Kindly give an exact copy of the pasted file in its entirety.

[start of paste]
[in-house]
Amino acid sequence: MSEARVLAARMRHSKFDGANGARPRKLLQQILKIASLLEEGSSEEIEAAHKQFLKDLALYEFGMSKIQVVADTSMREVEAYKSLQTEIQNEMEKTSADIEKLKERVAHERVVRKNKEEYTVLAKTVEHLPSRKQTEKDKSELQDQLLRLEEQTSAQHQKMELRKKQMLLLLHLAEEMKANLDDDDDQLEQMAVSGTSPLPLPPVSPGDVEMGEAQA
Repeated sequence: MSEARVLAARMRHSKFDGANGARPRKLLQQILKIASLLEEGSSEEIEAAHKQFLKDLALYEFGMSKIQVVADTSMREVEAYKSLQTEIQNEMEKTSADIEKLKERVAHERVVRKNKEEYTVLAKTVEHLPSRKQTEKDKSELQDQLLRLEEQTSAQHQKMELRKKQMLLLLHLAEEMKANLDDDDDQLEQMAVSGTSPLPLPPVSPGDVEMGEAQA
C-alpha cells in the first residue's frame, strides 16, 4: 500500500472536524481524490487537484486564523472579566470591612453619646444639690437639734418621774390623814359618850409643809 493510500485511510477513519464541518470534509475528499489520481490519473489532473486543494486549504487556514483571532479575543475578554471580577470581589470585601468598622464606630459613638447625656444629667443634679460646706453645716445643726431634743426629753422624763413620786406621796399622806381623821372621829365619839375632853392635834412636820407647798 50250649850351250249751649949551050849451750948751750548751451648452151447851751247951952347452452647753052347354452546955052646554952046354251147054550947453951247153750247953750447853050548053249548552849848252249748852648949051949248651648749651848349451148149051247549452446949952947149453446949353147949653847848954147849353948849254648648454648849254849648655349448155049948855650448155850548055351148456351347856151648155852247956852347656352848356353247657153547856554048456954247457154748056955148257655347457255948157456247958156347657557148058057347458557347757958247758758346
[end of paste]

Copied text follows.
[in-house]
Amino acid sequence: MSEARVLAARMRHSKFDGANGARPRKLLQQILKIASLLEEGSSEEIEAAHKQFLKDLALYEFGMSKIQVVADTSMREVEAYKSLQTEIQNEMEKTSADIEKLKERVAHERVVRKNKEEYTVLAKTVEHLPSRKQTEKDKSELQDQLLRLEEQTSAQHQKMELRKKQMLLLLHLAEEMKANLDDDDDQLEQMAVSGTSPLPLPPVSPGDVEMGEAQA
Repeated sequence: MSEARVLAARMRHSKFDGANGARPRKLLQQILKIASLLEEGSSEEIEAAHKQFLKDLALYEFGMSKIQVVADTSMREVEAYKSLQTEIQNEMEKTSADIEKLKERVAHERVVRKNKEEYTVLAKTVEHLPSRKQTEKDKSELQDQLLRLEEQTSAQHQKMELRKKQMLLLLHLAEEMKANLDDDDDQLEQMAVSGTSPLPLPPVSPGDVEMGEAQA
C-alpha cells in the first residue's frame, strides 16, 4: 500500500472536524481524490487537484486564523472579566470591612453619646444639690437639734418621774390623814359618850409643809 493510500485511510477513519464541518470534509475528499489520481490519473489532473486543494486549504487556514483571532479575543475578554471580577470581589470585601468598622464606630459613638447625656444629667443634679460646706453645716445643726431634743426629753422624763413620786406621796399622806381623821372621829365619839375632853392635834412636820407647798 50250649850351250249751649949551050849451750948751750548751451648452151447851751247951952347452452647753052347354452546955052646554952046354251147054550947453951247153750247953750447853050548053249548552849848252249748852648949051949248651648749651848349451148149051247549452446949952947149453446949353147949653847848954147849353948849254648648454648849254849648655349448155049948855650448155850548055351148456351347856151648155852247956852347656352848356353247657153547856554048456954247457154748056955148257655347457255948157456247958156347657557148058057347458557347757958247758758346